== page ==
Two recent examples. Today's Real Change offers a cleaned up and obsessed over version of "Housing? What Housing? An Odyssey," which, if I do say so myself, winds up being one of the better pieces of writing I've ever produced. Conversely, today's Director's Corner, a 250-word challenge to pith and clarity that is better some weeks than others, offers some thoughts on the relationship of justice to charity that derives from the writing I've done here. I could not have been this concise without first subjecting you all to more rambling versions here.
I’ve made some people angry lately by saying that charity and volunteerism have fooled us into thinking that we have done enough. As we give and give and give while things mostly stay the same, it’s easy to think that the poor themselves must somehow be to blame.
Superficial evidence of progress is regularly trumped by the growing chasm between rich and poor. While federal McKinney-Vento funding for programs serving the homeless grew by $70 million between 2002 and 2006, between 2004 and 2006, HUD funding decreased by $3.3 billion. Further cuts are likely this year.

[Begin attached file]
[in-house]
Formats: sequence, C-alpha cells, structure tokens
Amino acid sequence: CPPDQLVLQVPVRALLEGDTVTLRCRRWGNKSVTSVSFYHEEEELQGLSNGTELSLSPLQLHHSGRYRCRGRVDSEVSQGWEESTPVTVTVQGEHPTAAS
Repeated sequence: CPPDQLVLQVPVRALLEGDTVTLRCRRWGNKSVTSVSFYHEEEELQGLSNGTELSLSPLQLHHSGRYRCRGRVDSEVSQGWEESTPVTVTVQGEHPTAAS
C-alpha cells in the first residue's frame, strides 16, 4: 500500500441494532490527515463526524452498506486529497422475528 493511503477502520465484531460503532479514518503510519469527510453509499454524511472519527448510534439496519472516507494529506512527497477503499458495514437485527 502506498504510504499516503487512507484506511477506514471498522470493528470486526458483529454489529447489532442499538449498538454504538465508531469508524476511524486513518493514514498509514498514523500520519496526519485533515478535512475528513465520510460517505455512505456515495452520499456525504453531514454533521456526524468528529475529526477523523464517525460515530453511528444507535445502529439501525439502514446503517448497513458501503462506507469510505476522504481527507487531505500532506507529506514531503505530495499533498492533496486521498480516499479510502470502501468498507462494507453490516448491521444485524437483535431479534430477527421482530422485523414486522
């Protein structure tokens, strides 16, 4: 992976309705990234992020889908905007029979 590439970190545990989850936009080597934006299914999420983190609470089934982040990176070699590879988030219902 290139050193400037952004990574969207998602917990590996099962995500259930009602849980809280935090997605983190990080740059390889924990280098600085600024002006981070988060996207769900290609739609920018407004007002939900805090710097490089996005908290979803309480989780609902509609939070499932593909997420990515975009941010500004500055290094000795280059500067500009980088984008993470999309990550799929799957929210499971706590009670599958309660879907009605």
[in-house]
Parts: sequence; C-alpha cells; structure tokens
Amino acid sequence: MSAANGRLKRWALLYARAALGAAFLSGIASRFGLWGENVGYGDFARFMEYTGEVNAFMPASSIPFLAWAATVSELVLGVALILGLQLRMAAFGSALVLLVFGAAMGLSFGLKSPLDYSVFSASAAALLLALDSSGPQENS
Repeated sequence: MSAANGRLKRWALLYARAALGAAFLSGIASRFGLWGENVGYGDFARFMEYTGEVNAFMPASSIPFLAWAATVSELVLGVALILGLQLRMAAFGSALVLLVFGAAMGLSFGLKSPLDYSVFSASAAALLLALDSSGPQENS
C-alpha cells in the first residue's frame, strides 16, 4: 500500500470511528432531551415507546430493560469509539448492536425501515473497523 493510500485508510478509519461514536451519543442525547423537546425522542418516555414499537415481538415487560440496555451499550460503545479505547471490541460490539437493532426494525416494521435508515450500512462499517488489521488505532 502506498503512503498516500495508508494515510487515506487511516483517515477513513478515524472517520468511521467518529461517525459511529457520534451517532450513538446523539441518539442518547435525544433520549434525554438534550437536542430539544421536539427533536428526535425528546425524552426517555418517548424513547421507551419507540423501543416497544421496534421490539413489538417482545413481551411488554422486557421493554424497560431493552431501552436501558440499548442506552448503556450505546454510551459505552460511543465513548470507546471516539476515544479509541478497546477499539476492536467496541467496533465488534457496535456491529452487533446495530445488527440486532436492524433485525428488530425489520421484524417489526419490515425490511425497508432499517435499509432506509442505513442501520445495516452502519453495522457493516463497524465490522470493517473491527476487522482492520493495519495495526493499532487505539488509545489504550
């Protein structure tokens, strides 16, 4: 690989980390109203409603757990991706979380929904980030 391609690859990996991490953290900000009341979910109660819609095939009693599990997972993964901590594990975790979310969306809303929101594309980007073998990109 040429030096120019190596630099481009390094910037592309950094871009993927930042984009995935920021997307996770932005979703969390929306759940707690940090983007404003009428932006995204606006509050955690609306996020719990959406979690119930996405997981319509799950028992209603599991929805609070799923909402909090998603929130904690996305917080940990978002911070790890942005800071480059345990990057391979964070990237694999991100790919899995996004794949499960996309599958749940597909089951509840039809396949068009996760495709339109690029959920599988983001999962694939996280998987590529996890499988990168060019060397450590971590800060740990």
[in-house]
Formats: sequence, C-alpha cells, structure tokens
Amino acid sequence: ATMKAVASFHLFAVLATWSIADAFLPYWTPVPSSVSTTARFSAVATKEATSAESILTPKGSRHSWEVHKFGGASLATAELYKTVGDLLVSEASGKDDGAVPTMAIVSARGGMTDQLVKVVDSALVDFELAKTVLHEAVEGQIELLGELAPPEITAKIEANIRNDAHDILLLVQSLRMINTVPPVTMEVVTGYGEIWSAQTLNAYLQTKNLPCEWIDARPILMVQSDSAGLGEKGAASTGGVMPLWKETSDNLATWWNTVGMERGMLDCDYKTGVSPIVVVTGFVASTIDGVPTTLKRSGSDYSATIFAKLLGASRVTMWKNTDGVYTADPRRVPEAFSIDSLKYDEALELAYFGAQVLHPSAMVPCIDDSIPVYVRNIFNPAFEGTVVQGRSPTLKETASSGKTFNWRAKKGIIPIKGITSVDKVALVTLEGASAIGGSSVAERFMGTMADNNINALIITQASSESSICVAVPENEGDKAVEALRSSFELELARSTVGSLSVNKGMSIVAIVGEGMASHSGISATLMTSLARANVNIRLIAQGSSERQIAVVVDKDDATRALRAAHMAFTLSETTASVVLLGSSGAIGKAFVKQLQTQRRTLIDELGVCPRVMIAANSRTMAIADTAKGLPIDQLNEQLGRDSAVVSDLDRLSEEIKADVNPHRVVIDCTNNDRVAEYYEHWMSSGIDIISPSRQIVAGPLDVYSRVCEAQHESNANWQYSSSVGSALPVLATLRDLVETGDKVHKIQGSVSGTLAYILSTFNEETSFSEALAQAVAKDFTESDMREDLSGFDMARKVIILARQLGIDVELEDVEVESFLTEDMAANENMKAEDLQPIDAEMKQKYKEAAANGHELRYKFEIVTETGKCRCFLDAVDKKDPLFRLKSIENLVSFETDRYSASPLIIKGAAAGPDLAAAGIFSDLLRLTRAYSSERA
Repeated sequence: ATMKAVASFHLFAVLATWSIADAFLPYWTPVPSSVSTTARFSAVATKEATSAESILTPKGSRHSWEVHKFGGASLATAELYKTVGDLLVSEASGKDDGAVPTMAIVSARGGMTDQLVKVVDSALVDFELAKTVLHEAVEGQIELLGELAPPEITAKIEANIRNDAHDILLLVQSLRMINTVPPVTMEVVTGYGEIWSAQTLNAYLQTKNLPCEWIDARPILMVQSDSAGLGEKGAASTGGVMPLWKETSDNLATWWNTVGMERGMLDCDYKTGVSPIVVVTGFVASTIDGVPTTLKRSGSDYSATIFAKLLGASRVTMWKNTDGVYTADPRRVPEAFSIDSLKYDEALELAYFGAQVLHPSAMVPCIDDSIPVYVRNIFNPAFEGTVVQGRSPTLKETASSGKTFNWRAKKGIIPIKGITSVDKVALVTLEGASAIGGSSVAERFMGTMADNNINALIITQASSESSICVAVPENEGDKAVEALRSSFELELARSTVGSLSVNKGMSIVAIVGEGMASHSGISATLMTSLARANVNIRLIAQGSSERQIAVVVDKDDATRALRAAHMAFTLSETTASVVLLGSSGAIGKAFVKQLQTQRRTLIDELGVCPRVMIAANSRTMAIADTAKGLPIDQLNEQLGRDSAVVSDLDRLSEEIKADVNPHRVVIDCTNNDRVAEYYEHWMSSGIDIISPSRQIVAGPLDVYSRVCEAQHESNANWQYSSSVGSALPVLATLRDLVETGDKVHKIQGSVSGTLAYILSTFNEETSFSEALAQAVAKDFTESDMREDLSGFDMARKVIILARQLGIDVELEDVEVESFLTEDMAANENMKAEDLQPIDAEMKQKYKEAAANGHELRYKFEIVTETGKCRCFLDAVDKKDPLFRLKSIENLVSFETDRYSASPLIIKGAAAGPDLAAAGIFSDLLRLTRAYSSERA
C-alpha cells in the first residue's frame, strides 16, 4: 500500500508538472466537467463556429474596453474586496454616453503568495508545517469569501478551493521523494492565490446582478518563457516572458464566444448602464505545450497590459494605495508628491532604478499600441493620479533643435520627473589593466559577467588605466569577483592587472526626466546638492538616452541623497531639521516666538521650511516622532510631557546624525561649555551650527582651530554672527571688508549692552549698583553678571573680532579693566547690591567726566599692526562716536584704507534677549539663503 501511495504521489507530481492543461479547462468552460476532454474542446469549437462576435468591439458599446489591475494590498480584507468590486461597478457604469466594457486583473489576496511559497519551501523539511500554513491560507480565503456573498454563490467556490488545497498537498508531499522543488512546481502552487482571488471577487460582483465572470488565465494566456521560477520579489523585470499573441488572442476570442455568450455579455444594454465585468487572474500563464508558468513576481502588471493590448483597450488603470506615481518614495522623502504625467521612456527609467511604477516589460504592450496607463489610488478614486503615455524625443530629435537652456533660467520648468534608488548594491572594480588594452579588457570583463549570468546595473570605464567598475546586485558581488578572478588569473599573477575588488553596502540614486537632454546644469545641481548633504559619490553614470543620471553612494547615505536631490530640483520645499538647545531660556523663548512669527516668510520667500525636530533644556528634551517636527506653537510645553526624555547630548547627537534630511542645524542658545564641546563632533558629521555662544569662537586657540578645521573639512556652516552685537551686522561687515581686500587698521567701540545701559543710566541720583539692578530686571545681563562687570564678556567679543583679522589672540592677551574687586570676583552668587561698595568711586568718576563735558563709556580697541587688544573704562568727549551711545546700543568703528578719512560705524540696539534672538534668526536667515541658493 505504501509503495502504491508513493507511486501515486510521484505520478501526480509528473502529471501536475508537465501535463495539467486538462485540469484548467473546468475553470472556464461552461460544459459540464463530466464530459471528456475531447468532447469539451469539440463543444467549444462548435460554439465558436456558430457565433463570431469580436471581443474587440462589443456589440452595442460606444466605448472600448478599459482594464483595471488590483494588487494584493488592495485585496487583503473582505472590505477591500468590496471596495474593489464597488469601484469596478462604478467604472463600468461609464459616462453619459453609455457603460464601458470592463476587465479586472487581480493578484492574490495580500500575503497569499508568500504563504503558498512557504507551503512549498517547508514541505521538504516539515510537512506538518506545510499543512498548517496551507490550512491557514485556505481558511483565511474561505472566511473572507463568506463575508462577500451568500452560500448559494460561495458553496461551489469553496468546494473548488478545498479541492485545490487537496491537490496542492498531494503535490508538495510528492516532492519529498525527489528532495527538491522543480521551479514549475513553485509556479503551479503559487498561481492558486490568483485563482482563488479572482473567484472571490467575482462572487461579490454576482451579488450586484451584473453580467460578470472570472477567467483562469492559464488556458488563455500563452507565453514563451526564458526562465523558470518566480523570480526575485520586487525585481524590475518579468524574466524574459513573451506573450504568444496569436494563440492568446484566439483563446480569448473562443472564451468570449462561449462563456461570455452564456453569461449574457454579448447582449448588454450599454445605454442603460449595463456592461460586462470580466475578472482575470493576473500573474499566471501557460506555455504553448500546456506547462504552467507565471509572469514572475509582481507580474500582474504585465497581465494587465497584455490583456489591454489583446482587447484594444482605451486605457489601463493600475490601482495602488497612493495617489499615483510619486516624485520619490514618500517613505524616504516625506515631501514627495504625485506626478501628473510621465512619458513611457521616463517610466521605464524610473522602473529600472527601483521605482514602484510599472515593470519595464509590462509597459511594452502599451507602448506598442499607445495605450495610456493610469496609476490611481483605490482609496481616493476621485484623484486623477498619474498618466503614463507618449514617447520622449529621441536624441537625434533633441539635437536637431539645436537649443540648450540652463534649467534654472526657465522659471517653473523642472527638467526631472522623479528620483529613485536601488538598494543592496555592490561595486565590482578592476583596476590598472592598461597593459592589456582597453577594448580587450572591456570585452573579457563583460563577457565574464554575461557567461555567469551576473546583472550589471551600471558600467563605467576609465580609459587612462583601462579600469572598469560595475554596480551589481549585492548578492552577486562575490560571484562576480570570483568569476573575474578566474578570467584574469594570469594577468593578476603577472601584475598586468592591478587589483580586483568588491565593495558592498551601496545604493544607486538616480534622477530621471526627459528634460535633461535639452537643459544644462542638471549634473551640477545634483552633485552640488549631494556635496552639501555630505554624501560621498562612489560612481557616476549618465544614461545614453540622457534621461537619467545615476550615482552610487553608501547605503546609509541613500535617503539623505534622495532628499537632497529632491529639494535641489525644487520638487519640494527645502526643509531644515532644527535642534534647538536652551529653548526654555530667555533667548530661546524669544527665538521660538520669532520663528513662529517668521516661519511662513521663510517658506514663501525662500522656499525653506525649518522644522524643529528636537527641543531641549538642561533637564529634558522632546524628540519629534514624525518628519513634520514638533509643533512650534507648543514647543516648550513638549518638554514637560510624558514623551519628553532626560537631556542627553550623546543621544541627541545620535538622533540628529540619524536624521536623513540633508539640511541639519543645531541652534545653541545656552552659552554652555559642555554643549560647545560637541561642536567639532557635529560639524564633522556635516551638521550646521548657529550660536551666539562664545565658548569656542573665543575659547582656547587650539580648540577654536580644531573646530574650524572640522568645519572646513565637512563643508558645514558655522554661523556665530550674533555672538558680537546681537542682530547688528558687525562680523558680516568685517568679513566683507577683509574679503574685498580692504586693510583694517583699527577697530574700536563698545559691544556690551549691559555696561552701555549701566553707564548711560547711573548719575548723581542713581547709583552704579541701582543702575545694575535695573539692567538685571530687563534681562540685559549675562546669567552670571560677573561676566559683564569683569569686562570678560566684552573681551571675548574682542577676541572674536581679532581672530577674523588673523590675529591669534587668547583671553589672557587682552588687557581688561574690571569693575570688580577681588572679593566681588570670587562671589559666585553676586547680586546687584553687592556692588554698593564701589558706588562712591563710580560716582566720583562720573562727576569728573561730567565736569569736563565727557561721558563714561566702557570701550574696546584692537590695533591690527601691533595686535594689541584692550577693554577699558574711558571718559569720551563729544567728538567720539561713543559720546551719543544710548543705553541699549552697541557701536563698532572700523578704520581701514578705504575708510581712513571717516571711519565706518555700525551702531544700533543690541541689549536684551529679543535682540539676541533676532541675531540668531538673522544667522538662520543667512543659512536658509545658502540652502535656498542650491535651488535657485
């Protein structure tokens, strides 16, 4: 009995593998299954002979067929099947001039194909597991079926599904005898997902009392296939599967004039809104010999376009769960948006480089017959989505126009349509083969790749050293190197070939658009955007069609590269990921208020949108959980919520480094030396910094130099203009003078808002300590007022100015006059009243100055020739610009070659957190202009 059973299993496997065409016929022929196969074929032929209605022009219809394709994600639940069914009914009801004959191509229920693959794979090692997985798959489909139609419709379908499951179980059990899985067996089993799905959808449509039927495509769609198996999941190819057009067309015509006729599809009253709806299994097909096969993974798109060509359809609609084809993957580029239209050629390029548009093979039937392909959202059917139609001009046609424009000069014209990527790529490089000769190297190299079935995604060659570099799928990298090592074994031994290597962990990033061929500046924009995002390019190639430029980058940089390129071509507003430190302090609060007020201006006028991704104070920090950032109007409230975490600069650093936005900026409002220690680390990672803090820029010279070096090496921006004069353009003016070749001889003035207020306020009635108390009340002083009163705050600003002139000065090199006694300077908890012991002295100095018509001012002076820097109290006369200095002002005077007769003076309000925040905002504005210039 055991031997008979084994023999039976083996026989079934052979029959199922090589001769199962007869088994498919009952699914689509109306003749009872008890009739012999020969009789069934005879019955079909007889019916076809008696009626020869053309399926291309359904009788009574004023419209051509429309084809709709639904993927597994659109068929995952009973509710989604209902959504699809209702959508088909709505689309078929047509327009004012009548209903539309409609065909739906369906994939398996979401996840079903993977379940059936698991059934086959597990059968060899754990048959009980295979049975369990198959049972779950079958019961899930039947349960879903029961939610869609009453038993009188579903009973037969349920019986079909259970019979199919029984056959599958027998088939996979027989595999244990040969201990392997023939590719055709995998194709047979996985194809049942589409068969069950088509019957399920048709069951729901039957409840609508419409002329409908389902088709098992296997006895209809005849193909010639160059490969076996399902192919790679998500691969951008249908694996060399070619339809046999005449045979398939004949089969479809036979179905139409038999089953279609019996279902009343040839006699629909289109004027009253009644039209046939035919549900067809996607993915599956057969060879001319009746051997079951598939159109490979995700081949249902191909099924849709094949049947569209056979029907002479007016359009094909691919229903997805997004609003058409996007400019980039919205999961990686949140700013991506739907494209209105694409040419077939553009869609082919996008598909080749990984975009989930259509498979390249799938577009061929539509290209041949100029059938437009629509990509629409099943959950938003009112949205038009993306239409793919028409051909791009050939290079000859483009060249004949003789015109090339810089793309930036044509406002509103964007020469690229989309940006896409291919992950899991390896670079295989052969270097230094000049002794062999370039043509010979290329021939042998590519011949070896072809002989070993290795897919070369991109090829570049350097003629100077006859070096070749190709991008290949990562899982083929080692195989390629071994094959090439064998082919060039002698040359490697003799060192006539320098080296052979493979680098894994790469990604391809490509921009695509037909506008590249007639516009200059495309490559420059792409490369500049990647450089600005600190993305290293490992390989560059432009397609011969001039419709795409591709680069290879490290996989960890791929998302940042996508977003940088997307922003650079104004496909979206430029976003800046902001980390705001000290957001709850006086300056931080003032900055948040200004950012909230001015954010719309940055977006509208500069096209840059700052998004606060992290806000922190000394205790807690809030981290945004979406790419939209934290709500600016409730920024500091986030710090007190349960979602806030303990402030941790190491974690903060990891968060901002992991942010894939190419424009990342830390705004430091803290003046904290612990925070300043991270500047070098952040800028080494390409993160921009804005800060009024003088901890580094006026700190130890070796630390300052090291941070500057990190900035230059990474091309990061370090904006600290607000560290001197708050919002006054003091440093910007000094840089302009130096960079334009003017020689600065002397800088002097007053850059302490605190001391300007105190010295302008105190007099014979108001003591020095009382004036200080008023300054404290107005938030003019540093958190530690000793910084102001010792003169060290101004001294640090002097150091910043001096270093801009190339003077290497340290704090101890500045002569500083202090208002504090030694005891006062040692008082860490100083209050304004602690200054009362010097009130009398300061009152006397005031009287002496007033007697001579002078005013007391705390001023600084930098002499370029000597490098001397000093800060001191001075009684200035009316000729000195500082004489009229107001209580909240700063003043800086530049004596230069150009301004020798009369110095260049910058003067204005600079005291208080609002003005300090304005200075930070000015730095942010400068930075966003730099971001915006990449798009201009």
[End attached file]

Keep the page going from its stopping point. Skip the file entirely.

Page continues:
It’s hard to see, really, how things could be otherwise.
Given the increasingly lopsided distribution of wealth and power in this country, the math of poverty and homelessness becomes inevitable. Tax breaks, war, and legislative pork come at a price paid by the powerless.
We have come to the point that, unless these issues are addressed, government simply does not have the capacity to adequately care for the poor.
Over the decades, we have lost our sense of responsibility to each other as a community. We have forgotten that to be human is to deserve dignity, and that we owe that to each other.
Charity is a necessary act of mercy in response to an unacceptable now. But acts of charity divorced from work for justice eventually turn to bitter ash. When we burn for justice, we generate a light that makes our way clear.